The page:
How to read the Washington Post

Last week the Washington Post’s Matt Zapotosky reported on the meeting of Cheryl Mills and her attorney with one or more FBI agents and Justice Department lawyers. The interview appears to have taken place in connection with the FBI’s li’l old “security review” of Hillary Clinton and her private email server. Mills and her attorney took a hike when the FBI agent asked a question beyond the scope of the interview.

It’s not long but it’s a mysterious story that is difficult to read properly. I had it open on my computer all week trying to figure it out.

I was annoyed by the Post’s obligatory propaganda on behalf of Clinton. Zapotosky states, for example, “So far, investigators have found scant evidence tying Clinton to criminal wrongdoing.” Zapotosky and the Post to the contrary notwithstanding, the evidence of Clinton’s criminality is hidden in plain sight.

The Post’s servility to Clinton on this point, however, is not even the half of it. Zapotosky shows no effort at having tried to understand what is going on, or to elucidate it.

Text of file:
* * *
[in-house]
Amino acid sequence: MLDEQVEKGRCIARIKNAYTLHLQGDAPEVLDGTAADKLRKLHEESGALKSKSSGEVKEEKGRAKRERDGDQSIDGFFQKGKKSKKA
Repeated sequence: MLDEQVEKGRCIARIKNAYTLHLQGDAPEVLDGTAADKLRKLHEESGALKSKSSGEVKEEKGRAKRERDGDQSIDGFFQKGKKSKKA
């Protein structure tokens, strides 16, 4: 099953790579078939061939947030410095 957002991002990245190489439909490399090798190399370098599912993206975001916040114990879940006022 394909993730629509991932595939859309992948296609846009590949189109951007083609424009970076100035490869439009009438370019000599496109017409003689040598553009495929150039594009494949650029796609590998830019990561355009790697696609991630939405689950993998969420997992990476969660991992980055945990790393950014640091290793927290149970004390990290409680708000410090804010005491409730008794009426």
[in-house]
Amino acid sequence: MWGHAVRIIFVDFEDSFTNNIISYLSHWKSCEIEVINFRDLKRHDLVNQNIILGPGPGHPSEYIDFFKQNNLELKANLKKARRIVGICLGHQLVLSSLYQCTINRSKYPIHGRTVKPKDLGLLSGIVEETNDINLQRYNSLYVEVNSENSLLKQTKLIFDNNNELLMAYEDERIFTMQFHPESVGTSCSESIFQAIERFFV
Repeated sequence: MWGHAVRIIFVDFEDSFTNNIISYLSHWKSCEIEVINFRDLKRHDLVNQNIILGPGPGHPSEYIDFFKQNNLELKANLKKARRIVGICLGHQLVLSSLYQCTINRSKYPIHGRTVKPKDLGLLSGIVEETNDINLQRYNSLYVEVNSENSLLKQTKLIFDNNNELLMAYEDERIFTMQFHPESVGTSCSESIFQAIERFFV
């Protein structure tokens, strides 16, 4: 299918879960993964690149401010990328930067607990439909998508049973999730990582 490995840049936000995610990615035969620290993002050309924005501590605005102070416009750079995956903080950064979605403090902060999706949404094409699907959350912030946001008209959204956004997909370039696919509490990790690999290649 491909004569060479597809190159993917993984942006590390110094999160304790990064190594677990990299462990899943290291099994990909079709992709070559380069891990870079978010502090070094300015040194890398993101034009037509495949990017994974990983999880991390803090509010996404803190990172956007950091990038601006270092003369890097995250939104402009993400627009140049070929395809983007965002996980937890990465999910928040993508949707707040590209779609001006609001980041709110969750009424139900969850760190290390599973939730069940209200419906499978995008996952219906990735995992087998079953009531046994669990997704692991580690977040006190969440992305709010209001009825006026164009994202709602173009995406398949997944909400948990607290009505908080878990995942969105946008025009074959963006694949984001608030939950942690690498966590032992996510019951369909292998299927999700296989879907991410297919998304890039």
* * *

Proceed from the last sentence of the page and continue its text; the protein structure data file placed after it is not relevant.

Bringing his prosecutorial experience and legal expertise to bear, Andrew McCarthy dissects the story in the NR column “Clinton emails: Is the fix in?” Taking off from Zapotosky’s article, McCarthy’s column provides an excellent review of what we have learned from Clinton to date and an educated guess at what we can expect from the Department of Justice in the future. It also provides a master class in how to read the Post. If you have been following the case to date, McCarthy’s column is must reading.

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